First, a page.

Similarly, in our view EU Law, in particular the ECJ’s judgment in the Papillon case requires EU/EEA countries to be able to trace bilateral treaty entitlement via any EU/EEA country entity, and not just via the relevant EU/EEA country and its treaty partner entities (see also point 5 below).
EBIT also notes that the original LOB provision did not include such requirement or limitation and that it was most probably changed to allay U.S. domestic policy concerns about inverted companies. EBIT strongly believes that such domestic policy concerns should be addressed under domestic law, however, and not through treaties.
5. Requirements that each intermediate owner be a resident of either Contracting Site
EBIT considers that this proposed requirement is unduly restrictive and we consider that it should be omitted from the Discussion Draft, as further work by the OECD is needed to determine how treaty shopping concerns can be allayed in a different, more even-handed way with less collateral damage. Requiring that intermediate owners of the tested company must be residents of one of the contracting States will typically apply and pose an issue to MNCs which have many affiliates in several countries, and would not allow them to benefit from treaties anymore. EBIT wishes to stress that the choice of an MNC as to where a tested entity is situated within its organisational structure can be the result of many different factors, and is often the result of acquisitions. We believe that the proposed requirement is also not in line with EU Law (see also point 4 above).
6. Issues related to the derivative benefit provision
To EBIT’s Members and many MNCs for that matter, the derivative benefits provision is an aspect of LOB of critical importance as it ensures access to treaty benefits to a company if 95% or more of its shares are owned by companies that would be entitled to equivalent benefits under the bilateral treaty between the source state and the country of residence of the owners (and other criteria are met). EBIT is concerned that the proposed OECD Model Tax Convention will deny treaty benefits even where there is no treaty abuse, including situations where intermediary companies are also being tested, i.e. in addition to the ultimate beneficial owners. EBIT considers that intermediary company testing should not be included in the Model Tax Convention and that the Contracting State of the ultimate beneficial owners should be the focal point.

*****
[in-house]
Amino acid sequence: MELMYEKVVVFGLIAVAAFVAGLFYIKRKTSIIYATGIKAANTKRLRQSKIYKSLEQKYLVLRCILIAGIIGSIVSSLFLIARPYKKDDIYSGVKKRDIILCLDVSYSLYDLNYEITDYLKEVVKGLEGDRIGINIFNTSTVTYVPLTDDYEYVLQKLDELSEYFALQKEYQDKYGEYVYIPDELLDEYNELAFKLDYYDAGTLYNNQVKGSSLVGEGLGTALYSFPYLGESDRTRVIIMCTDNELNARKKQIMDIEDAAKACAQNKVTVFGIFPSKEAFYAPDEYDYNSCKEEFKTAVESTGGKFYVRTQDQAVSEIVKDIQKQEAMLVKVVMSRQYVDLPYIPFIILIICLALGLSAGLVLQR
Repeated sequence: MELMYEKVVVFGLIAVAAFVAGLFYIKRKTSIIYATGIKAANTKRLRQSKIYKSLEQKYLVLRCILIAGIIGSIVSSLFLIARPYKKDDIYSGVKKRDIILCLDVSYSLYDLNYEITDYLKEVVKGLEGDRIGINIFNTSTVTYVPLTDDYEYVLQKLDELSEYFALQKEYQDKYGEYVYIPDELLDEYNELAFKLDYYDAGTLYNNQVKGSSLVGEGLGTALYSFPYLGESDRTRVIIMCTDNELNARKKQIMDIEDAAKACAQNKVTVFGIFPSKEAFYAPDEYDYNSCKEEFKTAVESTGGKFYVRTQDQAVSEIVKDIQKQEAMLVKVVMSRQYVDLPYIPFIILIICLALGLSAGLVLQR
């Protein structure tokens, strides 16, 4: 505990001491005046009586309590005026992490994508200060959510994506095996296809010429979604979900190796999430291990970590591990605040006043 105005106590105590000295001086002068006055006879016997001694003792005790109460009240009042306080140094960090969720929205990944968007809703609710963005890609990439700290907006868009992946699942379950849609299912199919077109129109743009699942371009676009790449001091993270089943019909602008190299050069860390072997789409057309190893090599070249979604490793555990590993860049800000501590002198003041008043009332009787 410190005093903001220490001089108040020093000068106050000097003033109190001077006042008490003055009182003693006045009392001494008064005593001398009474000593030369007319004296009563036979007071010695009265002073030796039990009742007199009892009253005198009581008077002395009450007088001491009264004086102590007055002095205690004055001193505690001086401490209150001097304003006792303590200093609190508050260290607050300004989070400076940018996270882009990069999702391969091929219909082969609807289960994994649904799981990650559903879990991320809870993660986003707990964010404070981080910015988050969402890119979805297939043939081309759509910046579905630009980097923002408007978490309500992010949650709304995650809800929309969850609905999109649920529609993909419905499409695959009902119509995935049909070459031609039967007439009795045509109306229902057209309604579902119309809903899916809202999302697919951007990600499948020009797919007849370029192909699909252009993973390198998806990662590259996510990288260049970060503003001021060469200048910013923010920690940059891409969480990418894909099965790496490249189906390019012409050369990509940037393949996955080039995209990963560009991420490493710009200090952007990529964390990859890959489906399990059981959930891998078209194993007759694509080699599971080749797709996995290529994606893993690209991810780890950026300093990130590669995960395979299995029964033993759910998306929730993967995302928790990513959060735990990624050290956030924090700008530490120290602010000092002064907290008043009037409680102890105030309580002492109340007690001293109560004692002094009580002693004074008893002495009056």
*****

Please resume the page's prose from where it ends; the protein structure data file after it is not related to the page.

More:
EBIT understands that there is currently no consensus among the BEPS-44 on whether to include a derivative benefits provision which would also cover the use of intermediate entities and which has the potential to create treaty shopping risks in the OECD proposals. EBIT’s Members urge the OECD to clarify what treaty shopping risks it sees concretely.
7. Provisions dealing with “dual-listed company arrangements”
EBIT welcomes the OECD’s recognition of the unique circumstances of dual-listed company arrangements and encourage further study by the Working Group of this issue, as there are likely collateral issues, such as the appropriate application of the subsidiary of a publicly traded corporation that merit careful consideration and how to apply the substantial presence test.
9. Conditions for the application of the provision on publicly-listed entities
EBIT Members do not share the OECD’s view that the conditions in 2 c) of the proposed U.S. style LOB rule under A and B (the substantial presence test) are relevant to treaty shopping concerns and should be omitted. The proposed conditions are taken over from the current US treaty LOB article but are there because of a domestic policy concern over so-called corporate inversions. Domestic policy concerns should be addressed under domestic law, however.